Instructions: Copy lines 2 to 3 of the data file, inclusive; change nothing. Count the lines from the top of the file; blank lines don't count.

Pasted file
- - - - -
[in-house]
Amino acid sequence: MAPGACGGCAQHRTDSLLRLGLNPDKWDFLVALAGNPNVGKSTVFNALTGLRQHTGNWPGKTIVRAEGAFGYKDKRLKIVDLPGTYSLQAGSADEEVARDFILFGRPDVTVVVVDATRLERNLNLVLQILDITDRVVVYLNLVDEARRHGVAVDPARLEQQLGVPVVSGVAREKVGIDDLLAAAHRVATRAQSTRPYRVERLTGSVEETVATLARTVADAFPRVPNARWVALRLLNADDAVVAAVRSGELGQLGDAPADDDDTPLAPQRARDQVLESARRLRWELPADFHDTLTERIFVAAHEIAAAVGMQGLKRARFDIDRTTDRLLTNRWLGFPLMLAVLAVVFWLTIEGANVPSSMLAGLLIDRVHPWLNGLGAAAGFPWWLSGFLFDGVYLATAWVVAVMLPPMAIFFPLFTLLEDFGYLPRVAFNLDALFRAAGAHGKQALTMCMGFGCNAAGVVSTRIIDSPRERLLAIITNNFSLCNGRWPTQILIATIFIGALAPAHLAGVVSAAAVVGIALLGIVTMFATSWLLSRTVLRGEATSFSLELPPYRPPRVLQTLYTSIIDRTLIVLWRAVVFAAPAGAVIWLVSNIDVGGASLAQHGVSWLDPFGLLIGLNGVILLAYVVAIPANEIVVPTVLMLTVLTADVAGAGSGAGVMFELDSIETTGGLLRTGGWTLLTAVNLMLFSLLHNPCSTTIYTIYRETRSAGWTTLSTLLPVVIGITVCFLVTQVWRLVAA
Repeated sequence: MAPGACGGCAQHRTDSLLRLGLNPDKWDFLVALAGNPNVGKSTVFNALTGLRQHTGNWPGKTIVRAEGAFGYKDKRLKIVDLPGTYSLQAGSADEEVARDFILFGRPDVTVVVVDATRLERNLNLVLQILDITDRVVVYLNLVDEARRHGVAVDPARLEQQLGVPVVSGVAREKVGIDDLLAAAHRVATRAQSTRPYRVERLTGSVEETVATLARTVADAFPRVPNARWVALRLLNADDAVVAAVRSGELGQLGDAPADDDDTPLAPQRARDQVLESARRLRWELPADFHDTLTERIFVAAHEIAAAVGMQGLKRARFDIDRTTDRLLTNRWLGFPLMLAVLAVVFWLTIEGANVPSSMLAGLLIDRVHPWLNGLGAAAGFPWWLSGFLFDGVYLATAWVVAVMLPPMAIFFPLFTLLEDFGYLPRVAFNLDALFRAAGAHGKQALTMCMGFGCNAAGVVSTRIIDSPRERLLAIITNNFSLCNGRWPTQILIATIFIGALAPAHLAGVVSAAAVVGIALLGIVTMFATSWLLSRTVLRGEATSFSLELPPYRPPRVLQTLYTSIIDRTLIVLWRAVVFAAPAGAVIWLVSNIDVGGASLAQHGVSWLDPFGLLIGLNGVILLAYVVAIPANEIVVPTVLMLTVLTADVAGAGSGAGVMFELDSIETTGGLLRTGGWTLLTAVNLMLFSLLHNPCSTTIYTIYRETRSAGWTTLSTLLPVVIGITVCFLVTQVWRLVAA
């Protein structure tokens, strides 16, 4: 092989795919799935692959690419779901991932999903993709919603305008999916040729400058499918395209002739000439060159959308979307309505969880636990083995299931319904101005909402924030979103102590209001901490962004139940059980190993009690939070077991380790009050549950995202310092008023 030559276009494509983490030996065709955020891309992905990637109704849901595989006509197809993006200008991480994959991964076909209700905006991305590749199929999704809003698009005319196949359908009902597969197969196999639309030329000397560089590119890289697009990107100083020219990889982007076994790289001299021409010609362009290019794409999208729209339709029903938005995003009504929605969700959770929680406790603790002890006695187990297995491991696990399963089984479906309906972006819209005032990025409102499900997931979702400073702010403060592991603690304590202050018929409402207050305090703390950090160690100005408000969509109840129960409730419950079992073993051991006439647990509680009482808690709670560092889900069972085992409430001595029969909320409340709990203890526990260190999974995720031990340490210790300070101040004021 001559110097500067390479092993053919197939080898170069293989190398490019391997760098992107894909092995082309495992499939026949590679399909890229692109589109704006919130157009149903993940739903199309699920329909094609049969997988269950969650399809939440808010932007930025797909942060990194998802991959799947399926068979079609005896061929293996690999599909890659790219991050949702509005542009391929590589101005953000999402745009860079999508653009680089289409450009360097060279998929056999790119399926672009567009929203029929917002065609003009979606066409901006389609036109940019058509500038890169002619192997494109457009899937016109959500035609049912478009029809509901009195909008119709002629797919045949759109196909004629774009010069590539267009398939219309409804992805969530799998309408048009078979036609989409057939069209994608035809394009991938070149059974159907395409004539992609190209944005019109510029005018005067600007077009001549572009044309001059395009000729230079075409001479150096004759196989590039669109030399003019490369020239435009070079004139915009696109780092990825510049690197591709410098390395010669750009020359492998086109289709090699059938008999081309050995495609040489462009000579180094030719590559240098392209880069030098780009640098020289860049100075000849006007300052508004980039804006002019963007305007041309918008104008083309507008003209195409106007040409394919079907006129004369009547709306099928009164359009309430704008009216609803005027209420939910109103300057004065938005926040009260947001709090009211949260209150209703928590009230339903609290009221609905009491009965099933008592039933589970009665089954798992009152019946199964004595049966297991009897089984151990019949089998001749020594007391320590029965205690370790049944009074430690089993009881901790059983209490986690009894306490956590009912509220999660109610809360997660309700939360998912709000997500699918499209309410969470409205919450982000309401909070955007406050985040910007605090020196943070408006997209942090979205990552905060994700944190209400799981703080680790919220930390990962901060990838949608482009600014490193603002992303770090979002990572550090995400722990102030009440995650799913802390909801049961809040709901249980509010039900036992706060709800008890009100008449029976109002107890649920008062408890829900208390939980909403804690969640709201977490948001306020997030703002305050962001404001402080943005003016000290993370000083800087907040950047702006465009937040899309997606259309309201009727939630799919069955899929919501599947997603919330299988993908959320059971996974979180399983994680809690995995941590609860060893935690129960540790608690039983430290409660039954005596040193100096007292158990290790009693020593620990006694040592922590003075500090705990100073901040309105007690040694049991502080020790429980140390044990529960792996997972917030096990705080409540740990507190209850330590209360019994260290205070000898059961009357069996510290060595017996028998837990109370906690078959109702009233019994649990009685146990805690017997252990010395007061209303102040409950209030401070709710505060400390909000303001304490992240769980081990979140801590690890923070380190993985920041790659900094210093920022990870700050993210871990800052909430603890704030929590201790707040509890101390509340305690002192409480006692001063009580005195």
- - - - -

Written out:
Amino acid sequence: MAPGACGGCAQHRTDSLLRLGLNPDKWDFLVALAGNPNVGKSTVFNALTGLRQHTGNWPGKTIVRAEGAFGYKDKRLKIVDLPGTYSLQAGSADEEVARDFILFGRPDVTVVVVDATRLERNLNLVLQILDITDRVVVYLNLVDEARRHGVAVDPARLEQQLGVPVVSGVAREKVGIDDLLAAAHRVATRAQSTRPYRVERLTGSVEETVATLARTVADAFPRVPNARWVALRLLNADDAVVAAVRSGELGQLGDAPADDDDTPLAPQRARDQVLESARRLRWELPADFHDTLTERIFVAAHEIAAAVGMQGLKRARFDIDRTTDRLLTNRWLGFPLMLAVLAVVFWLTIEGANVPSSMLAGLLIDRVHPWLNGLGAAAGFPWWLSGFLFDGVYLATAWVVAVMLPPMAIFFPLFTLLEDFGYLPRVAFNLDALFRAAGAHGKQALTMCMGFGCNAAGVVSTRIIDSPRERLLAIITNNFSLCNGRWPTQILIATIFIGALAPAHLAGVVSAAAVVGIALLGIVTMFATSWLLSRTVLRGEATSFSLELPPYRPPRVLQTLYTSIIDRTLIVLWRAVVFAAPAGAVIWLVSNIDVGGASLAQHGVSWLDPFGLLIGLNGVILLAYVVAIPANEIVVPTVLMLTVLTADVAGAGSGAGVMFELDSIETTGGLLRTGGWTLLTAVNLMLFSLLHNPCSTTIYTIYRETRSAGWTTLSTLLPVVIGITVCFLVTQVWRLVAA
Repeated sequence: MAPGACGGCAQHRTDSLLRLGLNPDKWDFLVALAGNPNVGKSTVFNALTGLRQHTGNWPGKTIVRAEGAFGYKDKRLKIVDLPGTYSLQAGSADEEVARDFILFGRPDVTVVVVDATRLERNLNLVLQILDITDRVVVYLNLVDEARRHGVAVDPARLEQQLGVPVVSGVAREKVGIDDLLAAAHRVATRAQSTRPYRVERLTGSVEETVATLARTVADAFPRVPNARWVALRLLNADDAVVAAVRSGELGQLGDAPADDDDTPLAPQRARDQVLESARRLRWELPADFHDTLTERIFVAAHEIAAAVGMQGLKRARFDIDRTTDRLLTNRWLGFPLMLAVLAVVFWLTIEGANVPSSMLAGLLIDRVHPWLNGLGAAAGFPWWLSGFLFDGVYLATAWVVAVMLPPMAIFFPLFTLLEDFGYLPRVAFNLDALFRAAGAHGKQALTMCMGFGCNAAGVVSTRIIDSPRERLLAIITNNFSLCNGRWPTQILIATIFIGALAPAHLAGVVSAAAVVGIALLGIVTMFATSWLLSRTVLRGEATSFSLELPPYRPPRVLQTLYTSIIDRTLIVLWRAVVFAAPAGAVIWLVSNIDVGGASLAQHGVSWLDPFGLLIGLNGVILLAYVVAIPANEIVVPTVLMLTVLTADVAGAGSGAGVMFELDSIETTGGLLRTGGWTLLTAVNLMLFSLLHNPCSTTIYTIYRETRSAGWTTLSTLLPVVIGITVCFLVTQVWRLVAA